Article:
Here our paths converge despite the differences in generation, life experiences, linguistic and cultural backgrounds, and gender. These things could separate us, but we have come together to dance.
And so we begin. We circle this way and that. Sometimes we avoid near collisions, and sometimes maybe not. When one collapses to the ground, the other lends a helping hand up; this is the lesson we demonstrate to others as much as to ourselves.
In this dance, this sacred dance called life, we learn to move and breathe as one.
…Oh, just watch the video!
…and another opportunity to promote peace and refuge:
Happy International Belly Dance Day!
Today we unite in dance with women around the world to raise awareness and funds to end violence against women and children.
Other posts on this topic:
If you like shopping at flea markets and you like gardening then you will love the Flea Market Gardening website, where the two become joined in art. Sue Langley, the woman behind the website features “Real people. Real gardens. Real projects. “ She posts fabulous pictures of gardeners’ second hand hauls and their DIY creations. The website is a treasure trove of cute gardening ideas.
Skattur will be at The Cooper-Young Community’s Farmers Market this Sunday, May 11 from 8 a.m.-1 p.m. She’ll be pedaling her garden totems and bird feeders, which of course would make a great Mother’s Day gift. Just sayin’…
Skattur’s garden art from her Etsy shop
To laugh often and much; to win the respect of intelligent people and the affection of children; to earn the appreciation of honest critics and endure the betrayal of false friends; to appreciate beauty; to find the best in others; to leave the world a little better, whether by a healthy child, a garden patch or a redeemed social condition; to know even one life has breathed easier because you have lived.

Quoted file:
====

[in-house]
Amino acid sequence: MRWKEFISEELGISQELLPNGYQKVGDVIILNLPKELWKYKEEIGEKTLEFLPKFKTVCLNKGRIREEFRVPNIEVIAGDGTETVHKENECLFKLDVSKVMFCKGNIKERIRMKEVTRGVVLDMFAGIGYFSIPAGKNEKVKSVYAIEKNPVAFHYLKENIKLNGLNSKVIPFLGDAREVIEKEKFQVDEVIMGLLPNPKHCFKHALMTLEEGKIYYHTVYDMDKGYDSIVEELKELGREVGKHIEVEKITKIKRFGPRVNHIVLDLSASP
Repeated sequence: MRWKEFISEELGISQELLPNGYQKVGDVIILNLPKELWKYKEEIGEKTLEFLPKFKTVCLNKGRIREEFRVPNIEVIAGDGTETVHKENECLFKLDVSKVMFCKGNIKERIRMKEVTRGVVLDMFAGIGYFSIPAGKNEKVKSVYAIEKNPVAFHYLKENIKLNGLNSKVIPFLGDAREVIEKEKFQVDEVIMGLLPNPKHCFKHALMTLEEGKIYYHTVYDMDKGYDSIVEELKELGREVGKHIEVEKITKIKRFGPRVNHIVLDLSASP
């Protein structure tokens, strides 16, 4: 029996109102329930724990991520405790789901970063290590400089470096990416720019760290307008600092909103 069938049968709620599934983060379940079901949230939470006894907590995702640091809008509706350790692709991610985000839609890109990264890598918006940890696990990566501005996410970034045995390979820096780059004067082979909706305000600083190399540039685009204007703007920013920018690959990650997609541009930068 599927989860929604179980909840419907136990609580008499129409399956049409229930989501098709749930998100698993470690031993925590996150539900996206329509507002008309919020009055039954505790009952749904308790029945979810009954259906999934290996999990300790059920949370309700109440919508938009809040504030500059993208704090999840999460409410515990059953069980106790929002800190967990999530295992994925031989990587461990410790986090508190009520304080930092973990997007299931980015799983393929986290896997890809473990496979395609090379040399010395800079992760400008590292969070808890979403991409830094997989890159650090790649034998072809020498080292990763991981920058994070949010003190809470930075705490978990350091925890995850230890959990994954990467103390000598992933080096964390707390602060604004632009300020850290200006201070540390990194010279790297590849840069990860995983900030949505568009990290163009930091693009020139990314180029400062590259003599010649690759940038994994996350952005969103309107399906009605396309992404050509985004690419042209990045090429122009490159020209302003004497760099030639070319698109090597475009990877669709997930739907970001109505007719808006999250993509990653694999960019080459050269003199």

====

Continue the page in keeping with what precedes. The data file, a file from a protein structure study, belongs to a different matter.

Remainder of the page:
This is to have succeeded.
–Ralph Waldo Emerson
I am so happy to be celebrating the success of a friend. She has certainly succeeded by Emerson’s standards — and tomorrow my shimmy sister, Debra Parmley, releases her fourth book, Trapping the Butterfly. This one is set in the 1920s in one of my favorite weekend getaways: Hot Springs, Arkansas. I cannot wait to read it!
Last night she had a radio interview about the book, which you can listen to HERE.
You can watch the book trailer from her third novel, Aboard the Wishing Star, below:
And be sure to check out her blog! She does a fun series of interviews called “Cover Model Corner” with those hunky men of romance novels.
Just in case you missed the other book trailer I posted (I love these things), you can find it HERE.
Yay Debra! You’re awesome.
How was that even normal, to cry over insects?
–Delarobia, Flight Behavior, Barbara Kingsolver
There are very a few authors whose collections I feel compelled to devour in their entirety. Barbara Kingsolver is in that select few. She’s brilliant. Her mastery of the English language inspires me. Her intellect humbles me. Her reverence for nature motivates me to observe, conserve, and appreciate the natural world.